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Tuesday, February 12, 2008

Off to the South, again!

Monday 2/11

It 's been a busy travel start to 2008 for us. After our January trip to the deserts of Utah, Nevada and Death Valley, we rested up at home for two weeks. Now we are off to the southland heading into Atlanta for a tour that should take us South to Key West and then back up as far North as Virginia.

Up early on Monday morning we were greeted by a temperature of minus 2 as we headed out to the airport at 5:30 for our flight into Atlanta, GA. After a bit less than two hours in the air we landed to find the temperature near 60 degrees with bright sunshine. We picked up a brand new Chevy Impala with only ten miles on it and headed South on I-75.

Our first chance to stop for tourist information was at Macon. Macon bills itself as the second oldest city in Georgia. (Savannah is the oldest) A very helpful transplanted Ohioan, Greg Webb, gave us a number of suggestions for seeing the sites in Macon. With a metropolitan area of almost a half-million, and unscathed by Civil War battles, Macon has an interesting history and boasts numerous ante-bellum homes. An historic trolley tour is available downtown. Macon also boasts a strong music history being the home town of Lena Horne, Little Richard and Otis Redding among others. Macon is home to the Georgia Music Hall of Fame.

Unfortunately, we didn't have time to explore Macon on this trip. We have set Key West as our goal and reaching that point and returning North to points in North Carolina and Virgina is going to cut back on our usual flexibility. We headed back to the freeway.

Some things can't be passed up, however. Everyone has to eat and I had spotted billboards advertising JL's Open Pit Bar B Q as "The Best Barbecue in Georgia." Located at exit 3 on I-475 as you bypass downtown Macon, JL's proved to be in the running for best at the very least. For $5.50 you get a meat and two sides plus a great garlic toast. Highly recommended!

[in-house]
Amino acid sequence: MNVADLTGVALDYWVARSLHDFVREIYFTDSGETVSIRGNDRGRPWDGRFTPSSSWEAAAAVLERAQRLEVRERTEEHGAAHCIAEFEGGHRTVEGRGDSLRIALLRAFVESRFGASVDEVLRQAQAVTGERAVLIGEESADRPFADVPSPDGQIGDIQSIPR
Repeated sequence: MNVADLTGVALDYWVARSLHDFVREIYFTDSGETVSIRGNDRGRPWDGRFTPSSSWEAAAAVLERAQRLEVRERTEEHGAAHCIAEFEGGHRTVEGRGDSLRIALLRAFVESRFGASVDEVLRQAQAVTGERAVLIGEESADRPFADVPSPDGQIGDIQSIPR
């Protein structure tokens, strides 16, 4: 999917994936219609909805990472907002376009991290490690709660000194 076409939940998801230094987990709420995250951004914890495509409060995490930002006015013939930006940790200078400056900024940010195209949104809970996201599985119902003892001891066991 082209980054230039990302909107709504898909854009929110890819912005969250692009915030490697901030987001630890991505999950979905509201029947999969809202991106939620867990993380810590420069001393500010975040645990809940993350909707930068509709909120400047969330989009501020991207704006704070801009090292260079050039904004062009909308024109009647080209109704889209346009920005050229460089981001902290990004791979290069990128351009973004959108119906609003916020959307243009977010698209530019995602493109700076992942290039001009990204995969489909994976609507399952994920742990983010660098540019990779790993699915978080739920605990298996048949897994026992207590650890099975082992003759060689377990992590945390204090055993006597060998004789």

And we weren't far beyond Macon before we'd already passed up several Pecan stores. Another fixture of the South, these stores usually go well beyond the sacks of pecans and peanuts that I remember at Pecan stands in the 1950s and 60s.

We pulled in at Adcock Pecans in Tifton, Ga. The selection of Syrups, Sauces, Jellies and Marmalades alone made this worth the stop. We picked up some Pecan brittle and Wild Cherry Hard Candy and were quickly back on the road.

As we passed Valdosta and neared the Florida border, I was badly tempted by the $3 book sale billboard advertising "over 200,000" books. Linda talked me into leaving that for another trip too.

As soon we crossed the border, the scenery changed noticeably and the soft Georgia pines began to give way to more tropical palms and magnolias. Was it my imagination or a serious planting project by the Florida Chamber of Commerce? I can't say for sure.

We pulled in at the Tourist Information Center and there my dawdling pace would come back to haunt us. It was ten minutes past five p.m. and the Information Center was closed. We picked up a current state map but nothing more and headed on.

Soon we approached a river and noticed a series of musical notes underneath the name "Historic Suwannee River." Another mile or so and we noted an exit sign for White Springs and the Stephen Foster Culture Center State Park.

We continued on another ten miles and spent the night in Lake City, Florida.

1 comment:

Lisa Fitzer said...

was wondering if your connections were "out" or if you got caught up in some kind of "Deliverance" experience....
you guys are so live and learn....
guess you are gettin' a Real Taste now....Mickey Ds was never so important, HUH?!

Lisa... belle!
I'm puttin' the tea on....